Wednesday, October 5, 2011

The Best Rehearsal Ever

I've said before that my favorite night of the week is Thursday, writing night. To be clear, it's not that the other nights are bad. In fact, the other nights are great. It's just that Thursday nights are, well, magical.

That said, Wednesday night and Saturday afternoon have recently risen to the challenge posed by Thursday. Already solid performers, they seem inspired by Thursday's success. Wednesday and Saturday are band rehearsal days, Wednesday for No Room for Jello and Saturday for Will Power.

Heading out to his car after rehearsal on Saturday, Scott commented, "Wow, that was the best rehearsal, ever!" And I would have to agree with him. Indeed, rehearsals with both bands have been getting better and better and better.

So, what is it that makes it better? Hmmm...

Making Great Less Than Great
As I mentioned in my post, What I Value Most, one of the things I love about our writing group is that I am the wanna-be novice in the company of highly skilled experts. I find the novice role inspiring, instructive and freeing.

In rehearsals, although I'm with great musicians, I am the highly-skilled expert and I let that role compromise my experience of rehearsal. How? First, I let 'expert' somehow mean 'responsible'. Responsible for how well everyone is playing. Responsible for figuring out what to do with challenging pieces. Responsible for ensuring that we sound good no matter what. Responsible for educating. Responsible for all the equipment.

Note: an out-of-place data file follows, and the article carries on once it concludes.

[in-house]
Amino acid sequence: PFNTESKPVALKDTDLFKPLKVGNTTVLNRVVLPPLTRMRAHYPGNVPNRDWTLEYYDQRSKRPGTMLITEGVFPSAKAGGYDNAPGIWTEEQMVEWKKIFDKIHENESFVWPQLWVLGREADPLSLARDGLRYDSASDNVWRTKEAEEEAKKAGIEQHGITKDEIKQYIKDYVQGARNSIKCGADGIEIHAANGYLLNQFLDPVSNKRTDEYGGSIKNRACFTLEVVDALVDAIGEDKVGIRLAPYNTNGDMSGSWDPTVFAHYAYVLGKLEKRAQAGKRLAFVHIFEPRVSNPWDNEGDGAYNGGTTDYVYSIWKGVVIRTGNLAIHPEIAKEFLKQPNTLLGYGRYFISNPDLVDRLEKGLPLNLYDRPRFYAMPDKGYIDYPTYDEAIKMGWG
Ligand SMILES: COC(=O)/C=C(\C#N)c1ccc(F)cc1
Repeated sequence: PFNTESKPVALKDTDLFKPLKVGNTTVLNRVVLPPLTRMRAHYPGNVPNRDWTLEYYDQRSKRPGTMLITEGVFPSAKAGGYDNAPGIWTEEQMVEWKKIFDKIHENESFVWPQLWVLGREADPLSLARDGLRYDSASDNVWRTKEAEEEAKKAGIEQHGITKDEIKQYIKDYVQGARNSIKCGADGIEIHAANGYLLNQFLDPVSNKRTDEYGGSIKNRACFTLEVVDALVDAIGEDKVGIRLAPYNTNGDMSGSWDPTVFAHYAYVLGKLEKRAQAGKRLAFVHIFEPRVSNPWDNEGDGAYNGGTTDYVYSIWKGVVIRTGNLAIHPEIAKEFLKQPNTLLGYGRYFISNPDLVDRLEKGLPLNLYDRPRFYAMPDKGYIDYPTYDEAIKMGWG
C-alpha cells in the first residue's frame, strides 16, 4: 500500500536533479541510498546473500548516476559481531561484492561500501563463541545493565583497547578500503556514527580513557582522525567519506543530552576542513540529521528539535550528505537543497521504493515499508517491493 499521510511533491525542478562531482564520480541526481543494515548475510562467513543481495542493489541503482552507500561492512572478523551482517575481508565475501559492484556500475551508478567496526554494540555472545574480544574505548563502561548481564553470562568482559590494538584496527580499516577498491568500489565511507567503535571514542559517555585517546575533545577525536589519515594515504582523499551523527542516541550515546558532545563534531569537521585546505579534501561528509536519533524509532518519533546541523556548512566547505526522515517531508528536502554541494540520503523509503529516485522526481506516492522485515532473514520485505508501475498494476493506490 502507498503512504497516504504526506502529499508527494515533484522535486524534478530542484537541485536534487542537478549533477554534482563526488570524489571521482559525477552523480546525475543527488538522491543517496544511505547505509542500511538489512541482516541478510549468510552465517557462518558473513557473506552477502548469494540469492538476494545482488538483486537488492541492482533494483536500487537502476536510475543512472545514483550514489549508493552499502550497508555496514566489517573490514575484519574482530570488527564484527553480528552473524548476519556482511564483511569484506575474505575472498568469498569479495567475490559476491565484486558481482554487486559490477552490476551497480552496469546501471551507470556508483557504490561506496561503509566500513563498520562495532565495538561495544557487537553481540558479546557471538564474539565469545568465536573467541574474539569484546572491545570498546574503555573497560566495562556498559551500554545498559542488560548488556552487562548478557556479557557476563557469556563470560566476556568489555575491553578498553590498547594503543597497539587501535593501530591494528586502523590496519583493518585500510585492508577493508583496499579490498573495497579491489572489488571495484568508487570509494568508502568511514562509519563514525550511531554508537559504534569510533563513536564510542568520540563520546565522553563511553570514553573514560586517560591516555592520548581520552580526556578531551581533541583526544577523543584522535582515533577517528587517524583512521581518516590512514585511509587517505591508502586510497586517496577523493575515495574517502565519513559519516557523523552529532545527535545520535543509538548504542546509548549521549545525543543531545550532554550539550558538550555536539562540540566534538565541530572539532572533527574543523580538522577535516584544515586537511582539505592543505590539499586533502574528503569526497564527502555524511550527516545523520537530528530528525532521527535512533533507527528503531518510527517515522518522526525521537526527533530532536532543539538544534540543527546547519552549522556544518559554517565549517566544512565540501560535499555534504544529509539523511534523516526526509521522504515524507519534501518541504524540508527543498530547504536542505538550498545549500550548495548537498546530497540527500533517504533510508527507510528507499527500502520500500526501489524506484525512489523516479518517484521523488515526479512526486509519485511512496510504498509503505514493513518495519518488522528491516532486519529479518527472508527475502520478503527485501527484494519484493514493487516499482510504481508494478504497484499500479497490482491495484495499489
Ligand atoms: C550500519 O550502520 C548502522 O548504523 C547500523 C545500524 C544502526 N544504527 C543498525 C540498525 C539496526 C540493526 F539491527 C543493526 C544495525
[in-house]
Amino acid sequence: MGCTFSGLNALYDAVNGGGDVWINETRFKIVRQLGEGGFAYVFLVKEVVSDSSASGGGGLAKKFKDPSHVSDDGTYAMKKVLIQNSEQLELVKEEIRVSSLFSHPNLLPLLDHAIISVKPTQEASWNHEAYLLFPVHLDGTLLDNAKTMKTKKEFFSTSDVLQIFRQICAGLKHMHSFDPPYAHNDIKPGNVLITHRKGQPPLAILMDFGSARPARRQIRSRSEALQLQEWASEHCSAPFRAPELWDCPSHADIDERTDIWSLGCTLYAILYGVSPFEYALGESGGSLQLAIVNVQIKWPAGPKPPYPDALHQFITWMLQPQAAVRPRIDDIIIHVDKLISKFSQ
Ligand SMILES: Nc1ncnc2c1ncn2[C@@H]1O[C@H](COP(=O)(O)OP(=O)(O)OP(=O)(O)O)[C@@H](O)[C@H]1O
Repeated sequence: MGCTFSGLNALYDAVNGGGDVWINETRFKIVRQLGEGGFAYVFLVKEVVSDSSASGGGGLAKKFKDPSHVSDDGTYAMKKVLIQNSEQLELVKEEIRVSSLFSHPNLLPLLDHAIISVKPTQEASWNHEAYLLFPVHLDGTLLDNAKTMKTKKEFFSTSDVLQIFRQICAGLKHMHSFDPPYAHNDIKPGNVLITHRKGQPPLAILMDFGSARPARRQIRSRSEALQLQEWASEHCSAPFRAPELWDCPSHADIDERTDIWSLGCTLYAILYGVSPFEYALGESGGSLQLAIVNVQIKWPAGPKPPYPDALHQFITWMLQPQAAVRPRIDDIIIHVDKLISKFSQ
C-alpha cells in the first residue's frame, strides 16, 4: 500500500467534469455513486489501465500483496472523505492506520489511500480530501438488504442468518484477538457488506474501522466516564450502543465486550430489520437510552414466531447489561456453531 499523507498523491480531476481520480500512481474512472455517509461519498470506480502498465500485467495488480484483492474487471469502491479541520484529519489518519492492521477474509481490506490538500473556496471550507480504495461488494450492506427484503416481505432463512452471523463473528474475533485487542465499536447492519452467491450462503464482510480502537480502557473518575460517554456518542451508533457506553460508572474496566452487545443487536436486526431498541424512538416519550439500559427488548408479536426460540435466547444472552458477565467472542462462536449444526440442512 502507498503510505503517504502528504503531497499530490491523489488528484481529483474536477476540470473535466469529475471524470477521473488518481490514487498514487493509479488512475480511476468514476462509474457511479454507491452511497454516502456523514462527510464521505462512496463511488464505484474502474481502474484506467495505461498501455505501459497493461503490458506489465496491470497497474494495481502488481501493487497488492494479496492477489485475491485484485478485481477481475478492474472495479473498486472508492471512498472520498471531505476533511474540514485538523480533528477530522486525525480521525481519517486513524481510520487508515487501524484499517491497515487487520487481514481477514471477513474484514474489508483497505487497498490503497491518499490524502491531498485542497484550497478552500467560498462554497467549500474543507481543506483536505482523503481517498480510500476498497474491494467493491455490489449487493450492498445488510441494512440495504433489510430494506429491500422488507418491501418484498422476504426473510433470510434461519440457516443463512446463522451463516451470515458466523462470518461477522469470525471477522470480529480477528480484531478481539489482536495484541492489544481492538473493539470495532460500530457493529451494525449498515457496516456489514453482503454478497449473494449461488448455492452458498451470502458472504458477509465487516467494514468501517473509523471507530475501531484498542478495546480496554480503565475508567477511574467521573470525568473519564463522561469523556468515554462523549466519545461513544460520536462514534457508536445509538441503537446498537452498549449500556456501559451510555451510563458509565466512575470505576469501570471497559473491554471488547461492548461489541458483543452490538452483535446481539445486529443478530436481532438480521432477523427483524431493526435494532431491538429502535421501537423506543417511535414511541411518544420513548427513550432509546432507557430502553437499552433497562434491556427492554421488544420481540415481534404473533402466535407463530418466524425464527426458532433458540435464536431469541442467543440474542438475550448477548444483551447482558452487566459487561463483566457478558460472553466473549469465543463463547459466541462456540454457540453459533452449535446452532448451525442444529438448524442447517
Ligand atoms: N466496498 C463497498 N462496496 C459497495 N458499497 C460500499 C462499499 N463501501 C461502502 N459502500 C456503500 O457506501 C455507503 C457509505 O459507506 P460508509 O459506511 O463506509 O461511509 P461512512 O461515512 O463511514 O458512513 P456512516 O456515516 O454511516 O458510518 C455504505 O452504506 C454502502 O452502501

I enjoy all the above tasks. It's the 'being responsible' part that compromises the experience.

Second, I let my expertise limit my playing. This goes hand in hand with being 'responsible'. Rather than stretching out on a solo and wherever it leads me, I hold back wanting to make sure I don't lose the band in the process. Indeed, there are times when I let fly an out-of-time stream of notes and the rhythm section falls apart or when I stretch things out, slow and low, and the band all but stops playing.

Third is the problem of chess pieces that occasionally decide to move on their own. For the most part, my bandmates are happy to defer to my expertise, specially when it comes to arranging. We craft arrangements developing a unique sound that really works for us. We work hard and long learning parts that make a song pop. We train. We rehearse. The song sounds awesome. Then, in the heat of performance, all the practicing and training goes the way of the positions held by a kids' soccer team. Everyone forgets his role and starts chasing after the ball. I find myself thinking, "why bother?"

Why Bother?
For some reason, feeling responsible, holding back and thinking "why bother?" compromised my experience of rehearsal. Go figure!

But no more. Over the past few weeks, I've continued in my role as expert, but I've stopped feeling responsible. Halleluja! It's not that I don't take responsibility, I just don't feel the obligation of it. I've also started to stretch out and take solos wherever they lead me, and it's been great. I playing stuff that I think is really good. Finally, in response to "why bother?", I stopped bothering. We still work out arrangements, but I don't spend time on parts that take an inordinate amount of time to learn. I don't try to "stretch" people (well, at least not too much), but instead provide each person a part within his or her ken.

All the above changes have made rehearsing just as much fun as performing, even more fun than performing. We've been having the best rehearsals ever!

Happy Tuesday,
Teflon

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